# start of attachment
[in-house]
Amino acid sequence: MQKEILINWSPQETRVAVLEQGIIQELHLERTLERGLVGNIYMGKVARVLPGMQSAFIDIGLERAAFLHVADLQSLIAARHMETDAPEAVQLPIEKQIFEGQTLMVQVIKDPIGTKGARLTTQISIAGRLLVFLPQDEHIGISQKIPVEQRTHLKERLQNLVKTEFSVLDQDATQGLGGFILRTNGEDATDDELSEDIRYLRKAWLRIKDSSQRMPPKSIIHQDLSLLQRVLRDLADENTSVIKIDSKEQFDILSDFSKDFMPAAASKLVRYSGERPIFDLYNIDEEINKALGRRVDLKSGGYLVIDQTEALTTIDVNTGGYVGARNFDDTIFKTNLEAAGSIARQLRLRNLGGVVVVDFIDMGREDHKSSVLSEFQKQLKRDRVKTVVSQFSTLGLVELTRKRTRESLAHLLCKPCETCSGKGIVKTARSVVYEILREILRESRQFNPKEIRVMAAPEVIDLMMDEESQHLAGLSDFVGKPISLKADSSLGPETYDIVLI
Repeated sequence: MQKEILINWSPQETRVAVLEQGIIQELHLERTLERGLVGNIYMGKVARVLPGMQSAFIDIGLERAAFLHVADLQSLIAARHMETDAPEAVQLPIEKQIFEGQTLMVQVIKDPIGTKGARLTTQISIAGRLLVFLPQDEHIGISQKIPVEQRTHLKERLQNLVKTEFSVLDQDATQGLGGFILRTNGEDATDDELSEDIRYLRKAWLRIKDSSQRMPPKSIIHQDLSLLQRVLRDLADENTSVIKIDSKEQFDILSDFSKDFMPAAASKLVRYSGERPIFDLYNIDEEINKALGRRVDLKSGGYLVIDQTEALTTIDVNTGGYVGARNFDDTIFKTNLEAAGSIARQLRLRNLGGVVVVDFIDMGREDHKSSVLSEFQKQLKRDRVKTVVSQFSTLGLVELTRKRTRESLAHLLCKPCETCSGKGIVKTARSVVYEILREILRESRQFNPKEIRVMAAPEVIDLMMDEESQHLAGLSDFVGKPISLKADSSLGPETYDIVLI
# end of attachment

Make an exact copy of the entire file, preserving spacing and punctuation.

[in-house]
Amino acid sequence: MQKEILINWSPQETRVAVLEQGIIQELHLERTLERGLVGNIYMGKVARVLPGMQSAFIDIGLERAAFLHVADLQSLIAARHMETDAPEAVQLPIEKQIFEGQTLMVQVIKDPIGTKGARLTTQISIAGRLLVFLPQDEHIGISQKIPVEQRTHLKERLQNLVKTEFSVLDQDATQGLGGFILRTNGEDATDDELSEDIRYLRKAWLRIKDSSQRMPPKSIIHQDLSLLQRVLRDLADENTSVIKIDSKEQFDILSDFSKDFMPAAASKLVRYSGERPIFDLYNIDEEINKALGRRVDLKSGGYLVIDQTEALTTIDVNTGGYVGARNFDDTIFKTNLEAAGSIARQLRLRNLGGVVVVDFIDMGREDHKSSVLSEFQKQLKRDRVKTVVSQFSTLGLVELTRKRTRESLAHLLCKPCETCSGKGIVKTARSVVYEILREILRESRQFNPKEIRVMAAPEVIDLMMDEESQHLAGLSDFVGKPISLKADSSLGPETYDIVLI
Repeated sequence: MQKEILINWSPQETRVAVLEQGIIQELHLERTLERGLVGNIYMGKVARVLPGMQSAFIDIGLERAAFLHVADLQSLIAARHMETDAPEAVQLPIEKQIFEGQTLMVQVIKDPIGTKGARLTTQISIAGRLLVFLPQDEHIGISQKIPVEQRTHLKERLQNLVKTEFSVLDQDATQGLGGFILRTNGEDATDDELSEDIRYLRKAWLRIKDSSQRMPPKSIIHQDLSLLQRVLRDLADENTSVIKIDSKEQFDILSDFSKDFMPAAASKLVRYSGERPIFDLYNIDEEINKALGRRVDLKSGGYLVIDQTEALTTIDVNTGGYVGARNFDDTIFKTNLEAAGSIARQLRLRNLGGVVVVDFIDMGREDHKSSVLSEFQKQLKRDRVKTVVSQFSTLGLVELTRKRTRESLAHLLCKPCETCSGKGIVKTARSVVYEILREILRESRQFNPKEIRVMAAPEVIDLMMDEESQHLAGLSDFVGKPISLKADSSLGPETYDIVLI